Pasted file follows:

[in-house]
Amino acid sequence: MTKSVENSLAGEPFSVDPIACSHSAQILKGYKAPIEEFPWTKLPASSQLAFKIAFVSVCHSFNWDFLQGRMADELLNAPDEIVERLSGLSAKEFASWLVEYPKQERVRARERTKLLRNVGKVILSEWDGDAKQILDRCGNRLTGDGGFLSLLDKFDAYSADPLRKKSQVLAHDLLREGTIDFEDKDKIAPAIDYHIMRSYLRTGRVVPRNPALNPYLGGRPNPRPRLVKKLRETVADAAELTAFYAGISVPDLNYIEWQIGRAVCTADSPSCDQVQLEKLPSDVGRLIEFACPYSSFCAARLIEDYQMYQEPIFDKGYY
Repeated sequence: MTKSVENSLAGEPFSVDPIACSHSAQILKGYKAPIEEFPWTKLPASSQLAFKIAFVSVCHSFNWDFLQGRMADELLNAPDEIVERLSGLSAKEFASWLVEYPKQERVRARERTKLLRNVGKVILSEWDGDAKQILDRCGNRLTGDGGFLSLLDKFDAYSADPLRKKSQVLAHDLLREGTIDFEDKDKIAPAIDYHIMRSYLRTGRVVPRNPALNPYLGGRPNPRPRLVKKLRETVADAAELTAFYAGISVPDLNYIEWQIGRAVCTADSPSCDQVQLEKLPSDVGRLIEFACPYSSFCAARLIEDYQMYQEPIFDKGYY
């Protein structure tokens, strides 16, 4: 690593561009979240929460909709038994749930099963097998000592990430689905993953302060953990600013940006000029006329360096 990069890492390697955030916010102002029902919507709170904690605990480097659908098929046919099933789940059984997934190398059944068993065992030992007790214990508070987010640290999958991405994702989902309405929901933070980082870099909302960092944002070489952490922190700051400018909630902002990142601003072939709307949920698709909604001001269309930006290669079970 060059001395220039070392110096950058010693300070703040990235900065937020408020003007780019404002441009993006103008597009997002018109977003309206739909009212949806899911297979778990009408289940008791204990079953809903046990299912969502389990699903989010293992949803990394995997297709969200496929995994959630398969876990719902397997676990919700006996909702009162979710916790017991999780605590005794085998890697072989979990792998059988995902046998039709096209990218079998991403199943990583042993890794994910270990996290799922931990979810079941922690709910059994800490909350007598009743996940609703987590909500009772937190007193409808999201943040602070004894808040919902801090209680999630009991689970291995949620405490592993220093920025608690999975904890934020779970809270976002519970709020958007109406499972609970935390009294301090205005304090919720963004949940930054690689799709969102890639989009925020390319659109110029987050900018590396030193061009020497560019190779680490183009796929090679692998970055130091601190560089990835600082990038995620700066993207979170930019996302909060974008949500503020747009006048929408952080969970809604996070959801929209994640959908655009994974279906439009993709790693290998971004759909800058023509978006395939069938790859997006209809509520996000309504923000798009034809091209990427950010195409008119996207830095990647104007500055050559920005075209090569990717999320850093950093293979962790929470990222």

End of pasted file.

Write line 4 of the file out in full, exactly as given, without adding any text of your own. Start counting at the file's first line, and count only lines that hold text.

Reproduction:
């Protein structure tokens, strides 16, 4: 690593561009979240929460909709038994749930099963097998000592990430689905993953302060953990600013940006000029006329360096 990069890492390697955030916010102002029902919507709170904690605990480097659908098929046919099933789940059984997934190398059944068993065992030992007790214990508070987010640290999958991405994702989902309405929901933070980082870099909302960092944002070489952490922190700051400018909630902002990142601003072939709307949920698709909604001001269309930006290669079970 060059001395220039070392110096950058010693300070703040990235900065937020408020003007780019404002441009993006103008597009997002018109977003309206739909009212949806899911297979778990009408289940008791204990079953809903046990299912969502389990699903989010293992949803990394995997297709969200496929995994959630398969876990719902397997676990919700006996909702009162979710916790017991999780605590005794085998890697072989979990792998059988995902046998039709096209990218079998991403199943990583042993890794994910270990996290799922931990979810079941922690709910059994800490909350007598009743996940609703987590909500009772937190007193409808999201943040602070004894808040919902801090209680999630009991689970291995949620405490592993220093920025608690999975904890934020779970809270976002519970709020958007109406499972609970935390009294301090205005304090919720963004949940930054690689799709969102890639989009925020390319659109110029987050900018590396030193061009020497560019190779680490183009796929090679692998970055130091601190560089990835600082990038995620700066993207979170930019996302909060974008949500503020747009006048929408952080969970809604996070959801929209994640959908655009994974279906439009993709790693290998971004759909800058023509978006395939069938790859997006209809509520996000309504923000798009034809091209990427950010195409008119996207830095990647104007500055050559920005075209090569990717999320850093950093293979962790929470990222």